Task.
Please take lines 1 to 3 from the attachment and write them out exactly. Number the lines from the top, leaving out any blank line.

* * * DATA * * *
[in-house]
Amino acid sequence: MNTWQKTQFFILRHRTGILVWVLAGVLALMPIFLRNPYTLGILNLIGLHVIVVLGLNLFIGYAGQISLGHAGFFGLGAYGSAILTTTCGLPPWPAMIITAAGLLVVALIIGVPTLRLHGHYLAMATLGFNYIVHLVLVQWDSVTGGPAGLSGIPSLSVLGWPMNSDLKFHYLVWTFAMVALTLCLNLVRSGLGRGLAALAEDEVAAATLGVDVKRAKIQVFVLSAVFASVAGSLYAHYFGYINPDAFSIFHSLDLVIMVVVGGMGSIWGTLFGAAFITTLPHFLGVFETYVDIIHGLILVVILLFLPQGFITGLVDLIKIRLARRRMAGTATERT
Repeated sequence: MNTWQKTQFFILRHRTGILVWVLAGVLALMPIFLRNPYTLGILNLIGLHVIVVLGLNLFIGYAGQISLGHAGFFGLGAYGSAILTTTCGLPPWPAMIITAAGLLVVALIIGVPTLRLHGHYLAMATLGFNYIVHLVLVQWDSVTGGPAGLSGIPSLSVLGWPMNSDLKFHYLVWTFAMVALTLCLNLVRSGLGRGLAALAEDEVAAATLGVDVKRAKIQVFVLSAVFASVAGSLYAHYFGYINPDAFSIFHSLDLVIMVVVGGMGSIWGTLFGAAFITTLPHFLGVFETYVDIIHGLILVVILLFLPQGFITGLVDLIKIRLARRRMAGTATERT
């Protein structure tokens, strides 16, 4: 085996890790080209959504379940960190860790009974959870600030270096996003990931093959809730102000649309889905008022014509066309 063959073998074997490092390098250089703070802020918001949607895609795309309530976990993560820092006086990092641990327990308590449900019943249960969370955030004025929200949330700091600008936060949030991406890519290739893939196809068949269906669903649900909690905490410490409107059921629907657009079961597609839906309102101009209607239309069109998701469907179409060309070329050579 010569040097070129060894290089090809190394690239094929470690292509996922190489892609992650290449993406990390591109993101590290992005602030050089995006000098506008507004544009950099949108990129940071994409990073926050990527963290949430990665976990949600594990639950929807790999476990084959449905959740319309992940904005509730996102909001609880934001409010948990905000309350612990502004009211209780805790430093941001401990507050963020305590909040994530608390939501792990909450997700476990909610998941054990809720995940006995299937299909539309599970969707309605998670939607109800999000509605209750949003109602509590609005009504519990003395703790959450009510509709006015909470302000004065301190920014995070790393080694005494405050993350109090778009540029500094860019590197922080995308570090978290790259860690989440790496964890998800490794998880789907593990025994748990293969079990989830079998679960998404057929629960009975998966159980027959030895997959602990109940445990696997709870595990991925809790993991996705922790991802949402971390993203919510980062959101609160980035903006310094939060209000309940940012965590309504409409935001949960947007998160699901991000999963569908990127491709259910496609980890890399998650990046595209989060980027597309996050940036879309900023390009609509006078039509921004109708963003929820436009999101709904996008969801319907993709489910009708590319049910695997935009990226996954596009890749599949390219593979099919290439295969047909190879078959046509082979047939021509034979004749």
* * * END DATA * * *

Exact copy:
[in-house]
Amino acid sequence: MNTWQKTQFFILRHRTGILVWVLAGVLALMPIFLRNPYTLGILNLIGLHVIVVLGLNLFIGYAGQISLGHAGFFGLGAYGSAILTTTCGLPPWPAMIITAAGLLVVALIIGVPTLRLHGHYLAMATLGFNYIVHLVLVQWDSVTGGPAGLSGIPSLSVLGWPMNSDLKFHYLVWTFAMVALTLCLNLVRSGLGRGLAALAEDEVAAATLGVDVKRAKIQVFVLSAVFASVAGSLYAHYFGYINPDAFSIFHSLDLVIMVVVGGMGSIWGTLFGAAFITTLPHFLGVFETYVDIIHGLILVVILLFLPQGFITGLVDLIKIRLARRRMAGTATERT
Repeated sequence: MNTWQKTQFFILRHRTGILVWVLAGVLALMPIFLRNPYTLGILNLIGLHVIVVLGLNLFIGYAGQISLGHAGFFGLGAYGSAILTTTCGLPPWPAMIITAAGLLVVALIIGVPTLRLHGHYLAMATLGFNYIVHLVLVQWDSVTGGPAGLSGIPSLSVLGWPMNSDLKFHYLVWTFAMVALTLCLNLVRSGLGRGLAALAEDEVAAATLGVDVKRAKIQVFVLSAVFASVAGSLYAHYFGYINPDAFSIFHSLDLVIMVVVGGMGSIWGTLFGAAFITTLPHFLGVFETYVDIIHGLILVVILLFLPQGFITGLVDLIKIRLARRRMAGTATERT